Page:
March, March, March


Happy March. Spring is practically upon us even though officially it’s still winter until the 20th. Things are moving fast; Daylight Saving Time is Sunday, March 10. St. Patrick’s Day is the following Sunday, the 17th. Palm Sunday is the following Sunday. The first Seder of Passover comes the next night. Easter is the following Sunday, and then…. And then it’s April. Wasn’t that fast? Yeah, it goes faster very year.

But before we march on to April, let us stop and smell the rest of the March roses. After all, there is much more to this month than Easter, Passover, and St. Patrick’s Day, no matter what the greeting card companies want you to believe. For example International Women’s Day is on the 8th. I know what all you guys are thinking, “Didn’t we already have that celebration last month on the 14th?” Well, yeah, sort of, but this one is a little different in that you don’t have to go out and buy a heart-shaped box of candy for your chick. For this one you just climb to the highest mountain top (or rooftop if you live in the city), spread your arms out wide, look up into the heavens, and shout out to the world, “THANK GOD FOR WOMEN! WOMEN ARE THE BEST LIVING CREATURES IN THE ENTIRE UNIVERSE! MEN ARE CRAP! MEN ARE WORTHLESS! WOMEN ARE THE GREATEST!” That’s about it.

According to Wikipedia, International Women’s Day was originally called International Working Women’s Day, but they changed it when people started to catch on to its Communistic origins. It started with the socialists in America, bless them, and was quickly embraced by Eastern Europe, Russia, and the former Soviet bloc as a Socialist political event in celebration for women’s economic, political, and social achievements and human rights. The political and human rights angle has been promoted by the United Nations, of course, focusing on the social awareness of the struggles of women worldwide. WOMEN OF THE WORLD UNITE!

The Socialist Party of America had its first national Women’s Day in the United States on Feb. 28, 1909. Then in August 1910, an International Women’s Conference was organized to precede the general meeting of the Socialist Second International in Copenhagen. Inspired in part by the American socialists, German Socialist Luise Zietz proposed the establishment of an annual ‘International Woman’s Day’ and was seconded by communist Clara Zetkin.

In 1913 Russian women observed their first International Women’s Day on the last Sunday in February. Following the October Revolution, the Bolshevik Alexandra Kollontai persuaded Lenin to make it an official holiday in the Soviet Union. From its official adoption in Russia following the Soviet Revolution in 1917 the holiday was predominantly celebrated in communist and socialist countries. Prompting the slogan, “Better red than in bed with Ted.”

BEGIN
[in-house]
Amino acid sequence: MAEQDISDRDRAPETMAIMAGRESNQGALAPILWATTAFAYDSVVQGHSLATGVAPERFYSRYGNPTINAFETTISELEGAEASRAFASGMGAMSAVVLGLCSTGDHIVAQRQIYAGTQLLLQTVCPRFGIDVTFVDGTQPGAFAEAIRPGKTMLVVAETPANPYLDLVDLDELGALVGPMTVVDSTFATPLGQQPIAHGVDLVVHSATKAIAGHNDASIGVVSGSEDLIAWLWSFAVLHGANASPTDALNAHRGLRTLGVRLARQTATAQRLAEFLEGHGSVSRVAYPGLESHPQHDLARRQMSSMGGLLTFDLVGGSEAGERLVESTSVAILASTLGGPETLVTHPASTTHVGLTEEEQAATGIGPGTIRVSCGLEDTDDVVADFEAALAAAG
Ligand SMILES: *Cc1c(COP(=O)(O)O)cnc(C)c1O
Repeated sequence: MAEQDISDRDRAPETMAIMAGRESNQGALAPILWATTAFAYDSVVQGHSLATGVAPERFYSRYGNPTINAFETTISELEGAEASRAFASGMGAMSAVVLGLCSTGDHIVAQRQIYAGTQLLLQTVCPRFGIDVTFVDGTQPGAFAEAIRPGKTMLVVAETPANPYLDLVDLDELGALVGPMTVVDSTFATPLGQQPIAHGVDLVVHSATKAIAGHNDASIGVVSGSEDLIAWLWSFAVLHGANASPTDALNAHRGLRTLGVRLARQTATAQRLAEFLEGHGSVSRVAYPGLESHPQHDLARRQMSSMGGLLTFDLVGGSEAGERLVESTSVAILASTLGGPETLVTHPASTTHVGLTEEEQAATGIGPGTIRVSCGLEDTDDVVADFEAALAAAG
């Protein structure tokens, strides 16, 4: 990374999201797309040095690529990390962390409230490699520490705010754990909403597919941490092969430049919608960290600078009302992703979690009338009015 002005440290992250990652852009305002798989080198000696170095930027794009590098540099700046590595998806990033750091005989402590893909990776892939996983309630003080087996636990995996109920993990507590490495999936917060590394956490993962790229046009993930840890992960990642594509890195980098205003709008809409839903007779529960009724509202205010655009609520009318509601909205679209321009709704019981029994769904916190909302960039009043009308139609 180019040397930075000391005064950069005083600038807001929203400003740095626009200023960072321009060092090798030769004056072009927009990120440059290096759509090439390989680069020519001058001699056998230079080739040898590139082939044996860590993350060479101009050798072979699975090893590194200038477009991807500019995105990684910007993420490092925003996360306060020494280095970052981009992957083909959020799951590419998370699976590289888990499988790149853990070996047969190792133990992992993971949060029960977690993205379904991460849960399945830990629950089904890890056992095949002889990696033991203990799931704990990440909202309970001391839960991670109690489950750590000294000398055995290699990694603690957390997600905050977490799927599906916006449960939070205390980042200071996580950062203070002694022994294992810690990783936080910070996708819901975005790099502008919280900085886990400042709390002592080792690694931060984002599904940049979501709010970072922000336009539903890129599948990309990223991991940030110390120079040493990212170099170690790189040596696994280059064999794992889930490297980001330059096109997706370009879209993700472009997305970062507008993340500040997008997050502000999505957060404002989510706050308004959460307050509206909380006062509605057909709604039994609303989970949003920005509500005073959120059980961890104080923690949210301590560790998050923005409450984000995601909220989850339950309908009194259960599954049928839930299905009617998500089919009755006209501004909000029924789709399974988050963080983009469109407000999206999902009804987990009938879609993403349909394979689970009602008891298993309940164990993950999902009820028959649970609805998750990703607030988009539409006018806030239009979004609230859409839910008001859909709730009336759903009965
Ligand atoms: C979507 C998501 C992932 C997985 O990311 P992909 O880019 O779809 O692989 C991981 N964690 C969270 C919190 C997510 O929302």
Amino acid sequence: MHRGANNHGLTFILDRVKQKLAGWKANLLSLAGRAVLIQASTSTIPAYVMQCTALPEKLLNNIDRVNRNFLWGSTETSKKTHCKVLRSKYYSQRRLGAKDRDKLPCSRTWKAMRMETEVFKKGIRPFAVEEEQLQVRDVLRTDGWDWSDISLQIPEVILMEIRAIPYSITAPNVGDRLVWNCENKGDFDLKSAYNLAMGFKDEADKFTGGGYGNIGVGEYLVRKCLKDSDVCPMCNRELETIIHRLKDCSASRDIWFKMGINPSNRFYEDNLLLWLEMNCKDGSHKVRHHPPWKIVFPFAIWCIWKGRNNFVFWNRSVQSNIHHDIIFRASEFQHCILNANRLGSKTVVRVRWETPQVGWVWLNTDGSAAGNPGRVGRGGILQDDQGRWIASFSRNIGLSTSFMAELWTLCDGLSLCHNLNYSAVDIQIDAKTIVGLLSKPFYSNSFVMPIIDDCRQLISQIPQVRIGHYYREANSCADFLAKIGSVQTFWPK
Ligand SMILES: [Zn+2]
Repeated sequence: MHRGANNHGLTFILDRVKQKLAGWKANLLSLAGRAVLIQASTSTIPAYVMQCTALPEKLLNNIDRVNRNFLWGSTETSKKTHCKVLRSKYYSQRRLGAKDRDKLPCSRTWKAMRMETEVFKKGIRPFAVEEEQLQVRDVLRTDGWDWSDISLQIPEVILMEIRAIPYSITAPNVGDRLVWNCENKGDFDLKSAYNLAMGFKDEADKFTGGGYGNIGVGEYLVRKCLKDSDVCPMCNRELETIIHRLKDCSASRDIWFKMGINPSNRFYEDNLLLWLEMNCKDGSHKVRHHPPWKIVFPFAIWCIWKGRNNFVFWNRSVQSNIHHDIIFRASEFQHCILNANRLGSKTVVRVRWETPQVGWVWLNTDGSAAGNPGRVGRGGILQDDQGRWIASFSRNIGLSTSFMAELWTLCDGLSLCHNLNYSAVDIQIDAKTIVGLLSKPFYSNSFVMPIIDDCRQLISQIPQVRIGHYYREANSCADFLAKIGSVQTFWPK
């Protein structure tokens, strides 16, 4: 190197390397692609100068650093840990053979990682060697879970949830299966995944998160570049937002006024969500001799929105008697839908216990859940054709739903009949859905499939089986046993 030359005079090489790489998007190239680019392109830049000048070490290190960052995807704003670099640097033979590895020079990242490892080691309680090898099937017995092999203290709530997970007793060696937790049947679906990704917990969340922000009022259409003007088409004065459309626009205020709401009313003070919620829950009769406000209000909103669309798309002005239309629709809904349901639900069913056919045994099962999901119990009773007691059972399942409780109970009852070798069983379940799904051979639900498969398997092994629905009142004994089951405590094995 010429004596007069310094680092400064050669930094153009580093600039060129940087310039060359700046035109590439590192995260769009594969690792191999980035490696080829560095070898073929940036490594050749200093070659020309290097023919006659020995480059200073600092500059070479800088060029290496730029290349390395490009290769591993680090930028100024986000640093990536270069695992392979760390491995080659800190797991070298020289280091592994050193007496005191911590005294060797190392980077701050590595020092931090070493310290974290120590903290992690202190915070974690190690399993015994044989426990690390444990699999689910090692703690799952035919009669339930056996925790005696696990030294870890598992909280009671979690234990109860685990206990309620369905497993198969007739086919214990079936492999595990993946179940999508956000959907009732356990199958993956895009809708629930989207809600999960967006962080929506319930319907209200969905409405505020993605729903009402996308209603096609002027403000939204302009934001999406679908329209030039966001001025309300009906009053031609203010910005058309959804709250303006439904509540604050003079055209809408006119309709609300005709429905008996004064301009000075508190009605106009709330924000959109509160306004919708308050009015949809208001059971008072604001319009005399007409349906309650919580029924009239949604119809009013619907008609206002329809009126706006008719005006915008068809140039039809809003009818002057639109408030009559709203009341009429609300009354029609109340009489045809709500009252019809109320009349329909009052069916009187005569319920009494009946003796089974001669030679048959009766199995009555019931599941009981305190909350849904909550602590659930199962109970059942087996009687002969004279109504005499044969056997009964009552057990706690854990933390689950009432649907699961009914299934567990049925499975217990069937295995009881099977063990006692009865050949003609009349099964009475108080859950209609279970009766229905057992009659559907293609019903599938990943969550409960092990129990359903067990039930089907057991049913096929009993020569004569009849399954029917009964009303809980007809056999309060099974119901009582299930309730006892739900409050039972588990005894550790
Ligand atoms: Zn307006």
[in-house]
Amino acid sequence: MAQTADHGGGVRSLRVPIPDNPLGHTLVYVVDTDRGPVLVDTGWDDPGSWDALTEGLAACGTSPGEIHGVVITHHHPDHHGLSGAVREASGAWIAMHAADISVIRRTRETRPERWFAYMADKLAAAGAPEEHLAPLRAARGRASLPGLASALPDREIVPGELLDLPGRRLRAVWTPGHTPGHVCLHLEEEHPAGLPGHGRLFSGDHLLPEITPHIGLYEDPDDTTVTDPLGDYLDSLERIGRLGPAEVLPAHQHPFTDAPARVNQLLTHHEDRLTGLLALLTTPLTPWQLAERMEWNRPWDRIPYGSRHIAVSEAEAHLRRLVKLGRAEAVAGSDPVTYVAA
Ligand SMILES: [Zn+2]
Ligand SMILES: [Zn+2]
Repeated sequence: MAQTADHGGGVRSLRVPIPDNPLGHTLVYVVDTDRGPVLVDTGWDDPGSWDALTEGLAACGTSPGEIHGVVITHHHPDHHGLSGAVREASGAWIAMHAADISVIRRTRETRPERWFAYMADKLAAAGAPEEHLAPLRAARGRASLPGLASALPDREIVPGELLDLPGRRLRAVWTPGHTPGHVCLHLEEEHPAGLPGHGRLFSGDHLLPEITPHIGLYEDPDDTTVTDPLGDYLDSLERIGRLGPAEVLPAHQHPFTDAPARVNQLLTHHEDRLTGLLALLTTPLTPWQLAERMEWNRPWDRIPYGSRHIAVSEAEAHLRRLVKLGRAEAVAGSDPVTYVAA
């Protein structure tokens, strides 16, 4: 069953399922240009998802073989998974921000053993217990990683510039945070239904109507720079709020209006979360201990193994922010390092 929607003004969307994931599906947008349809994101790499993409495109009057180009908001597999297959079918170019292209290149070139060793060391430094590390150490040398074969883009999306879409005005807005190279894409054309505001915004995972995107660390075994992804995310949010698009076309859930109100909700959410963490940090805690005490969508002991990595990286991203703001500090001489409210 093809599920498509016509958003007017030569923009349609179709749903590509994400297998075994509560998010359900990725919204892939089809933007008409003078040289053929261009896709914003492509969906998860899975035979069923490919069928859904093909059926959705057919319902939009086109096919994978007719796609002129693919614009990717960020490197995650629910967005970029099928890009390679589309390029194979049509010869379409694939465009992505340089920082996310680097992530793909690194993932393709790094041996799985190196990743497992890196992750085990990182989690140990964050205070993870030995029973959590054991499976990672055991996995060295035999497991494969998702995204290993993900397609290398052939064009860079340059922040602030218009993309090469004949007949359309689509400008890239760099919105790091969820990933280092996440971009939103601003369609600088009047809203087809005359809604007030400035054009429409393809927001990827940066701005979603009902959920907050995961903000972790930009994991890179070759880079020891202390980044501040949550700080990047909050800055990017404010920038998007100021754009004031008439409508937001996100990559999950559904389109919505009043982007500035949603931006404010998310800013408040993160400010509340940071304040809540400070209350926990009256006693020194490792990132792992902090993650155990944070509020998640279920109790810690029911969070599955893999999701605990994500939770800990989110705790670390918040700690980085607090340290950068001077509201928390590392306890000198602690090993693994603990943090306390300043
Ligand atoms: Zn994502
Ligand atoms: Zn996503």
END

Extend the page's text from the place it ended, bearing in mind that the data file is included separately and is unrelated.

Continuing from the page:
International Women’s Day has been celebrated by the communists in China from 1922, and by Spanish communists from 1936. After the founding of the People’s Republic of China (that’s Communist China to you and me) on Oct. 1, 1949 the state council proclaimed on Dec. 23 that March 8 would be made an official holiday with women in China. But don’t forget, folks, it all started with good old American socialist suffragettes.

But if you think that International Women’s Day is the end of the story, well you would be wrong, Vladimir. Why just take a day when you can have the whole month. That’s right ladies and gentlemen; March is Women’s History Month. Three cheers! Or as they say on the Library of Congress’ official web site, “The Library of Congress, National Archives and Records Administration, National Endowment for the Humanities, National Gallery of Art, National Park Service, Smithsonian Institution and United States Holocaust Memorial Museum join in paying tribute to the generations of women whose commitment to nature and the planet have proved invaluable to society.”

So how did this thing happen? Well, to find out let’s go back once again to The Library of Congress web site which states: “Women’s History Month had its origins as a national celebration in 1981 when Congress passed Pub. L. 97-28 which authorized and requested the President to proclaim the week beginning March 7, 1982 as “Women’s History Week.” Throughout the next five years, Congress continued to pass joint resolutions designating a week in March as “Women’s History Week.” In 1987 after being petitioned by the National Women’s History Project, Congress passed Pub. L. 100-9 which designated the month of March 1987 as “Women’s History Month.” Between 1988 and 1994, Congress passed additional resolutions requesting and authorizing the President to proclaim March of each year as Women’s History Month. Since 1995, Presidents Clinton, Bush, and Obama have issued a series of annual proclamations designating the month of March as “Women’s History Month.”

Your tax dollars at work, folks. But get this, they were so busy passing resolutions and authorizing proclamations that they missed the most obvious opportunity. They should have called it “Women’s HERstory Month.” The word “HIStory” is so sexist and antiquated that it never should be associated with women’s rights. They blew it. Oh well, maybe that’ll be the next Congressional resolution.

Happy March, girls! March, march, march, sisters suffragette!

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